10 All-Natural Essentials for Your First Aid Kit

10 All-Natural Essentials for Your First Aid Kit

Sunburns, beestings, bugbites, and sleepless nights—when summer is so much fun it hurts, find relief in your kitchen cupboard. 

Tummy Troubles?

Aloe Vera
We know the wonders aloe can work on inflamed, burned, or otherwise irritated skin, but did you know it can soothe from the inside out as well? Aloe, in pure juice or specialty beverage form, can help calm an upset stomach. Aloe should be consumed in small amounts and at the discretion of your health care provider. 

Beesting?

Baking Soda
This pantry staple can neutralize bee venom to calm down the aftermath of a beesting. Just combine baking soda with water to make a thick paste and slather on your beesting. Don’t worry about going overboard, you can reapply every 15 minutes if needed.

Itchy Eyes?

Chamomile Tea Bags
According to Chinese medicine, the cooling effects of chamomile help to counteract the inflammatory heat brought on by hay fever and other summer allergies. Pop a few damp tea bags (used or unused) in the freezer for an easy, effective cooldown for red, watery eyes.

Scraped Up?

Coconut Oil 
Because of coconut oil’s antimicrobial properties, it can be a fantastic healer for all those little weekend-adventure scrapes. After cleansing a wound with warm, soapy water, apply coconut oil and then a bandage to help fight infection and keep the area moisturized for fast-tracked healing.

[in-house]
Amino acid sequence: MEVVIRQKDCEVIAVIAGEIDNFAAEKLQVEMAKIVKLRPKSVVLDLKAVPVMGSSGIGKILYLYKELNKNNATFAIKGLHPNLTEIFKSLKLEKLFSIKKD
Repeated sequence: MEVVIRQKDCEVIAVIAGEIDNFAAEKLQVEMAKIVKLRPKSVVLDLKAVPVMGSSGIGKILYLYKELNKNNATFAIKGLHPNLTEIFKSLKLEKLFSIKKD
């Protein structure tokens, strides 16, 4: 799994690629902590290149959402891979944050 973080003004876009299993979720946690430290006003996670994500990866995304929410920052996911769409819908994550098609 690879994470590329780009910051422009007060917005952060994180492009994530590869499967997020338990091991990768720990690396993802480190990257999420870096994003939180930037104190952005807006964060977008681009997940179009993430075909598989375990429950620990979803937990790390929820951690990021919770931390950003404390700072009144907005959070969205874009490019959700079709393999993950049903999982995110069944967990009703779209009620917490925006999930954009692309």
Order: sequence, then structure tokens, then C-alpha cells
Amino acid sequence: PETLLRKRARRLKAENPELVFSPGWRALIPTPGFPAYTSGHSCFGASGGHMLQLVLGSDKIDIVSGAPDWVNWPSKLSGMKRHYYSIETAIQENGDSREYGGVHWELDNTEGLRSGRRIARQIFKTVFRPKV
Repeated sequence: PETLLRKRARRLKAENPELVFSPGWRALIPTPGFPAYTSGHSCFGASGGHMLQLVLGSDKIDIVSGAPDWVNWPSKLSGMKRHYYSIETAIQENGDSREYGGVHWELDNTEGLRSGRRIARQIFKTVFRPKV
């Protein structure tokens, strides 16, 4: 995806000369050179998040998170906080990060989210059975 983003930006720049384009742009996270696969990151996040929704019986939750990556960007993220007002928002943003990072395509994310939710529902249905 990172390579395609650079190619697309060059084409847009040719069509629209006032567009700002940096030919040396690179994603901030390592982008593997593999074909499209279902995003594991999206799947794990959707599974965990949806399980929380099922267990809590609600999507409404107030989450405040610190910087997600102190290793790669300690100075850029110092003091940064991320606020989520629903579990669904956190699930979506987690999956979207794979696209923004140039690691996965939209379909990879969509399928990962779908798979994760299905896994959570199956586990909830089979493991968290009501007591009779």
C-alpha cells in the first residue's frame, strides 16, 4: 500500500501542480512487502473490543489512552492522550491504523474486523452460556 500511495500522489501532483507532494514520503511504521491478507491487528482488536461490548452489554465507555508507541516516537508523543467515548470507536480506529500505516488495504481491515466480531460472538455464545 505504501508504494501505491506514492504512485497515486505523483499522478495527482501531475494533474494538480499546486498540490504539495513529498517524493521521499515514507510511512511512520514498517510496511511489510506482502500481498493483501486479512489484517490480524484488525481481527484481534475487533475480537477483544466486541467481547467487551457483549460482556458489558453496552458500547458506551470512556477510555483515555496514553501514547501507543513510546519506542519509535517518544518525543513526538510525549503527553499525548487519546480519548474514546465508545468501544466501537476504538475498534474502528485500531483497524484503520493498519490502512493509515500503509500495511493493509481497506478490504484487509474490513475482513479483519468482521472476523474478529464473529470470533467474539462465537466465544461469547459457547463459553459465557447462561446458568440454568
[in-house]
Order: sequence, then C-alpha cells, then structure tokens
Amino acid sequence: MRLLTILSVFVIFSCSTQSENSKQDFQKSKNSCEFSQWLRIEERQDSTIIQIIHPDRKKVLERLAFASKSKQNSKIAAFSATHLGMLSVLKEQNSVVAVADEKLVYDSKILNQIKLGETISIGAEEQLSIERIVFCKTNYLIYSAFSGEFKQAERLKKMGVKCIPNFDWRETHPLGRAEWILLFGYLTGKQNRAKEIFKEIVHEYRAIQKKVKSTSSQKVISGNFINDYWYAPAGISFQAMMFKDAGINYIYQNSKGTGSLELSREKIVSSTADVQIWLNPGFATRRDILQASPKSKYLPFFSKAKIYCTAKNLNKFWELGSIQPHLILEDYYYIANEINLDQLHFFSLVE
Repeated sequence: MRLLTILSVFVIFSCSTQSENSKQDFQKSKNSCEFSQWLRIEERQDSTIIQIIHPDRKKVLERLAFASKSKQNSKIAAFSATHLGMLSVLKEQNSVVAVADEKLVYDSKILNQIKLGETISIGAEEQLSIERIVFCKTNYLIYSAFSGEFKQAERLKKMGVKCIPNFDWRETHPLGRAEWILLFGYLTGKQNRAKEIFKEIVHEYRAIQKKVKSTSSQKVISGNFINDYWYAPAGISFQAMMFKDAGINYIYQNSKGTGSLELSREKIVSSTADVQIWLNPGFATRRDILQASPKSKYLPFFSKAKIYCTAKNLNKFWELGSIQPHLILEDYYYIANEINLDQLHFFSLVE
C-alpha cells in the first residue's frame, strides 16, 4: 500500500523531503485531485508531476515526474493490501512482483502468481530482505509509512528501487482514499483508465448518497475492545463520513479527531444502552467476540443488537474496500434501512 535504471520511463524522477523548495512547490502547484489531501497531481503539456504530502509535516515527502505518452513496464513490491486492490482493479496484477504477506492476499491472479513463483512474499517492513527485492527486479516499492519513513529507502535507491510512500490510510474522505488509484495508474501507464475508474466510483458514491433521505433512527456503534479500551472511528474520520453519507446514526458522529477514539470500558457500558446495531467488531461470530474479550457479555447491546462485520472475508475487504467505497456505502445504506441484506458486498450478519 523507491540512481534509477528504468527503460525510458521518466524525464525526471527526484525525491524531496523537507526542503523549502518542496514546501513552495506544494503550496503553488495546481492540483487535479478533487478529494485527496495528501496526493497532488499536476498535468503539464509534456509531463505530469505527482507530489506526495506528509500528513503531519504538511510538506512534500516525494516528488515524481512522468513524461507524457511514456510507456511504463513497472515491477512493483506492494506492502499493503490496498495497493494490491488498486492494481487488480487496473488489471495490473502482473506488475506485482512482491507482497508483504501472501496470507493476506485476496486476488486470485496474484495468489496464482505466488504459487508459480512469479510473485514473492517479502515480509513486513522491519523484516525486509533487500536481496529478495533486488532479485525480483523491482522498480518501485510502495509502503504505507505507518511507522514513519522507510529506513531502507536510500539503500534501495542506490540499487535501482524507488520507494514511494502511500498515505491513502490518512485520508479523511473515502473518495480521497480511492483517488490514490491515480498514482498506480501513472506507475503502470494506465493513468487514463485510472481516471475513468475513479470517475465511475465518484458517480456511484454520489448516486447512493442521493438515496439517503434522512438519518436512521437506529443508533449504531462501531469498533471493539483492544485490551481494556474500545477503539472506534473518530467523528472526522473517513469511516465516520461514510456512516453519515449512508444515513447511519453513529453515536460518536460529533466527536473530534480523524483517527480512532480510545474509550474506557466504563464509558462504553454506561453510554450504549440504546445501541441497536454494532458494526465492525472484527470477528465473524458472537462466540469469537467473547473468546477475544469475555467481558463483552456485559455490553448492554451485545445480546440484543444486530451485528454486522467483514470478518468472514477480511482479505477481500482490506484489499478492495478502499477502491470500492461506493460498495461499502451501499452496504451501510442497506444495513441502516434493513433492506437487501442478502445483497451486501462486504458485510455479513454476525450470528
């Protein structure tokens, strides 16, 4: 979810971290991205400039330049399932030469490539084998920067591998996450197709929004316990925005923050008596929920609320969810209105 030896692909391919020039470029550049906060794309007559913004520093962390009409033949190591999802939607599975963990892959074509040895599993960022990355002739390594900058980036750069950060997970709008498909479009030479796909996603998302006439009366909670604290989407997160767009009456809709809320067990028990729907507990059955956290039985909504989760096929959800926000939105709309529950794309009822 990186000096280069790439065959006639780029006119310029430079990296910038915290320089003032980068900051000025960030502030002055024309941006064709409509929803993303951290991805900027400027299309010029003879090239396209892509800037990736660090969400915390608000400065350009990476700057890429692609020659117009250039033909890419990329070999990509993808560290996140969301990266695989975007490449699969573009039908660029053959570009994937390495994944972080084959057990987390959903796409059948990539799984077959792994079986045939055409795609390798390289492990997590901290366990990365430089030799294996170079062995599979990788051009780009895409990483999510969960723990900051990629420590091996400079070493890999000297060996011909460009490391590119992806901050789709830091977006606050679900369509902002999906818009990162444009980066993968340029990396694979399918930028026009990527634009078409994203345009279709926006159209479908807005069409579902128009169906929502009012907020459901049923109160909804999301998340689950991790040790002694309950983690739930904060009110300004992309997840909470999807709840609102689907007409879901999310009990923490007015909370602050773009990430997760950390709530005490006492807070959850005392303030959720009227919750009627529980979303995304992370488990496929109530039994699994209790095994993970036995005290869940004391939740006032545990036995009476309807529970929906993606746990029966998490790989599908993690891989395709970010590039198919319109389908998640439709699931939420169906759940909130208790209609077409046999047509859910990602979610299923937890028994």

Too Darn Hot?

Frozen Water Bottle
It’s hard enough to get a good night’s sleep, and when the temperatures are pushing triple digits, it can be almost impossible to fall asleep or even just relax and get comfortable. If AC isn’t available, a frozen water bottle might just do the trick. Simple to prepare (as long as you plan ahead), that ice-cold bottle feels great behind your neck. Use it to cool down your forehead, or take with you to bed.  

Bugbites?

Garlic
Also effective at warding off vampires, garlic acts as a mild, natural mosquito repellent. Raw garlic is the most effective but send the bugs someplace else for dinner.

Can’t Sleep?

Lavender Essential Oil
Is all this glorious daylight throwing your circadian rhythm out of whack? Trying to fall asleep when the sun has hardly set can be challenging. Reach for a bottle of lavender essential oil for a quick sniff of this sleep-inducing scent. Pro tip: put a few drops of oil on your pillow to keep the sweet dreams coming all night long. 

Allergies?

Local Honey
Sweet tip: eating local honey helps your body acclimate to local allergens, which can help curb seasonal allergy symptoms like coughing, sneezing, and itchy eyes. All of the bees in your town have been exposed to the same pollen that’s making you sneeze, so think of local honey as nature’s version of immunotherapy.  

Scorched Skin?

Oatmeal
Between the sunburns, aggressive AC, and chlorine, your skin takes a beating in the summer months. Soothe your stressed-out skin with an oatmeal bath. Grind oats with a blender or food processor, and then add them to the tub. The oats melt into warm water for a soothing and luxurious spa-like experience that will help calm inflammation and irritation.

Sunburn?

Potato
Hear us out on this one. The starch-based compounds in a cut raw potato can help soothe a sunburn. Next time you’re in need of something (anything!) to help calm your fiery skin, rub an uncooked spud on your burn. 

Poison Ivy or Oak? 

Tea-tree Oil
The first thing to do when you’ve been exposed to any of the rash-inducing plants is to wash. Use a soap, like Tecnu or even Dawn dishwashing liquid, that can cut through the urushiol (that’s the substance in the leaves that makes you itch). The most important thing to do is to wash the exposed areas well with a washcloth. If you still end up with a rash, rub the exposed area with tea-tree oil to help reduce redness and swelling.

 

Get delicious recipes with organic produce and clean ingredients delivered

View Our Meal Plans